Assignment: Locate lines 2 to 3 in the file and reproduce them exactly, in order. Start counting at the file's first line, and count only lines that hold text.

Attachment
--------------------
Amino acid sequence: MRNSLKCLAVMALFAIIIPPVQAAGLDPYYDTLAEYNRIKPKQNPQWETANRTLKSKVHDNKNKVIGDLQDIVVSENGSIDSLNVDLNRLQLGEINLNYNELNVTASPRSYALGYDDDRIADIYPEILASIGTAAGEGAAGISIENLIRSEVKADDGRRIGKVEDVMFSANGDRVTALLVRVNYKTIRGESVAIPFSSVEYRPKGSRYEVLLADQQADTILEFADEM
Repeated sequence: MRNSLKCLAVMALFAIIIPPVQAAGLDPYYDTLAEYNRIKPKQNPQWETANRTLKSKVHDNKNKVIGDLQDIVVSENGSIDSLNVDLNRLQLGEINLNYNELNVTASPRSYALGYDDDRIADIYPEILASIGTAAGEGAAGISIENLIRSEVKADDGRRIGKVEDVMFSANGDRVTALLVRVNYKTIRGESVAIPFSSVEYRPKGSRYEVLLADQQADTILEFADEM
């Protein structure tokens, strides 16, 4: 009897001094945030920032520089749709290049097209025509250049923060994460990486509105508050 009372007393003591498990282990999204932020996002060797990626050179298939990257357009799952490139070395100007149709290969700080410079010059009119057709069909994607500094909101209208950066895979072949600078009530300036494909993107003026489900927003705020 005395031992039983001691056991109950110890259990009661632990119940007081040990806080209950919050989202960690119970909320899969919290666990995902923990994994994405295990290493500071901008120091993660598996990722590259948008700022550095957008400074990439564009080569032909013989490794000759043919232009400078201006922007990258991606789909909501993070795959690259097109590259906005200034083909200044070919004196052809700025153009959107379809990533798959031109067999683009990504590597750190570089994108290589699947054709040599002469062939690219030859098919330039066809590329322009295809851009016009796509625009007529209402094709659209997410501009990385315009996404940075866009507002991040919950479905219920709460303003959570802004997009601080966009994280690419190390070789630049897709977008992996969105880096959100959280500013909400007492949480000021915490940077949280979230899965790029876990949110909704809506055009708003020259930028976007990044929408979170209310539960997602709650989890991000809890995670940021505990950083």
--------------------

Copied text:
Repeated sequence: MRNSLKCLAVMALFAIIIPPVQAAGLDPYYDTLAEYNRIKPKQNPQWETANRTLKSKVHDNKNKVIGDLQDIVVSENGSIDSLNVDLNRLQLGEINLNYNELNVTASPRSYALGYDDDRIADIYPEILASIGTAAGEGAAGISIENLIRSEVKADDGRRIGKVEDVMFSANGDRVTALLVRVNYKTIRGESVAIPFSSVEYRPKGSRYEVLLADQQADTILEFADEM
């Protein structure tokens, strides 16, 4: 009897001094945030920032520089749709290049097209025509250049923060994460990486509105508050 009372007393003591498990282990999204932020996002060797990626050179298939990257357009799952490139070395100007149709290969700080410079010059009119057709069909994607500094909101209208950066895979072949600078009530300036494909993107003026489900927003705020 005395031992039983001691056991109950110890259990009661632990119940007081040990806080209950919050989202960690119970909320899969919290666990995902923990994994994405295990290493500071901008120091993660598996990722590259948008700022550095957008400074990439564009080569032909013989490794000759043919232009400078201006922007990258991606789909909501993070795959690259097109590259906005200034083909200044070919004196052809700025153009959107379809990533798959031109067999683009990504590597750190570089994108290589699947054709040599002469062939690219030859098919330039066809590329322009295809851009016009796509625009007529209402094709659209997410501009990385315009996404940075866009507002991040919950479905219920709460303003959570802004997009601080966009994280690419190390070789630049897709977008992996969105880096959100959280500013909400007492949480000021915490940077949280979230899965790029876990949110909704809506055009708003020259930028976007990044929408979170209310539960997602709650989890991000809890995670940021505990950083």